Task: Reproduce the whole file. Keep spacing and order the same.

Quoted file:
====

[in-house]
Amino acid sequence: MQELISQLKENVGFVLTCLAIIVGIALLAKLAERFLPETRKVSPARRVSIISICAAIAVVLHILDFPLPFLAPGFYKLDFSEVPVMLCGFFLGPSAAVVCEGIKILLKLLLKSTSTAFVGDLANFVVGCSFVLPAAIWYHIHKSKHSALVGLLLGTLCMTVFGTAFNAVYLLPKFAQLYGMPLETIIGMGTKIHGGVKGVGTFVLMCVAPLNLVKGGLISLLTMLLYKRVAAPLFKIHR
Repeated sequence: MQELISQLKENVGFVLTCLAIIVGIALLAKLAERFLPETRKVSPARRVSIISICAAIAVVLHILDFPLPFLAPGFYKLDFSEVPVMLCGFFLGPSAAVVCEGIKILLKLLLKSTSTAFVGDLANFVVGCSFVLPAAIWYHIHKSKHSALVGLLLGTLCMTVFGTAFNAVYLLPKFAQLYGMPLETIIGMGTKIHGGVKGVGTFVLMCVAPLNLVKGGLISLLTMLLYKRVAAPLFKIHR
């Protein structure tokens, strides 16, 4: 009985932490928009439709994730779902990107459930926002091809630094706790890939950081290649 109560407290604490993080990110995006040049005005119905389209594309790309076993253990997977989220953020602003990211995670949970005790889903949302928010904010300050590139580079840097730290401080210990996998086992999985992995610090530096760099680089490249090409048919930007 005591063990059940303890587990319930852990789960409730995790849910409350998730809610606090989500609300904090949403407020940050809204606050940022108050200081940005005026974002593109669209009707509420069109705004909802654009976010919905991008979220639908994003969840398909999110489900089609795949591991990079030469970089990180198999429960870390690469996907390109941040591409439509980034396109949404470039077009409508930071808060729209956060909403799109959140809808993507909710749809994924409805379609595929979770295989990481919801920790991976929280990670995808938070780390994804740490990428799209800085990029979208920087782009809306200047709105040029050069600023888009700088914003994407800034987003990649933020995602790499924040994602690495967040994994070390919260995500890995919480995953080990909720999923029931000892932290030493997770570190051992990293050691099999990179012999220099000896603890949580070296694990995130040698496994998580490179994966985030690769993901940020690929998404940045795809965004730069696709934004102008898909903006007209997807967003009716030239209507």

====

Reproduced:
[in-house]
Amino acid sequence: MQELISQLKENVGFVLTCLAIIVGIALLAKLAERFLPETRKVSPARRVSIISICAAIAVVLHILDFPLPFLAPGFYKLDFSEVPVMLCGFFLGPSAAVVCEGIKILLKLLLKSTSTAFVGDLANFVVGCSFVLPAAIWYHIHKSKHSALVGLLLGTLCMTVFGTAFNAVYLLPKFAQLYGMPLETIIGMGTKIHGGVKGVGTFVLMCVAPLNLVKGGLISLLTMLLYKRVAAPLFKIHR
Repeated sequence: MQELISQLKENVGFVLTCLAIIVGIALLAKLAERFLPETRKVSPARRVSIISICAAIAVVLHILDFPLPFLAPGFYKLDFSEVPVMLCGFFLGPSAAVVCEGIKILLKLLLKSTSTAFVGDLANFVVGCSFVLPAAIWYHIHKSKHSALVGLLLGTLCMTVFGTAFNAVYLLPKFAQLYGMPLETIIGMGTKIHGGVKGVGTFVLMCVAPLNLVKGGLISLLTMLLYKRVAAPLFKIHR
């Protein structure tokens, strides 16, 4: 009985932490928009439709994730779902990107459930926002091809630094706790890939950081290649 109560407290604490993080990110995006040049005005119905389209594309790309076993253990997977989220953020602003990211995670949970005790889903949302928010904010300050590139580079840097730290401080210990996998086992999985992995610090530096760099680089490249090409048919930007 005591063990059940303890587990319930852990789960409730995790849910409350998730809610606090989500609300904090949403407020940050809204606050940022108050200081940005005026974002593109669209009707509420069109705004909802654009976010919905991008979220639908994003969840398909999110489900089609795949591991990079030469970089990180198999429960870390690469996907390109941040591409439509980034396109949404470039077009409508930071808060729209956060909403799109959140809808993507909710749809994924409805379609595929979770295989990481919801920790991976929280990670995808938070780390994804740490990428799209800085990029979208920087782009809306200047709105040029050069600023888009700088914003994407800034987003990649933020995602790499924040994602690495967040994994070390919260995500890995919480995953080990909720999923029931000892932290030493997770570190051992990293050691099999990179012999220099000896603890949580070296694990995130040698496994998580490179994966985030690769993901940020690929998404940045795809965004730069696709934004102008898909903006007209997807967003009716030239209507």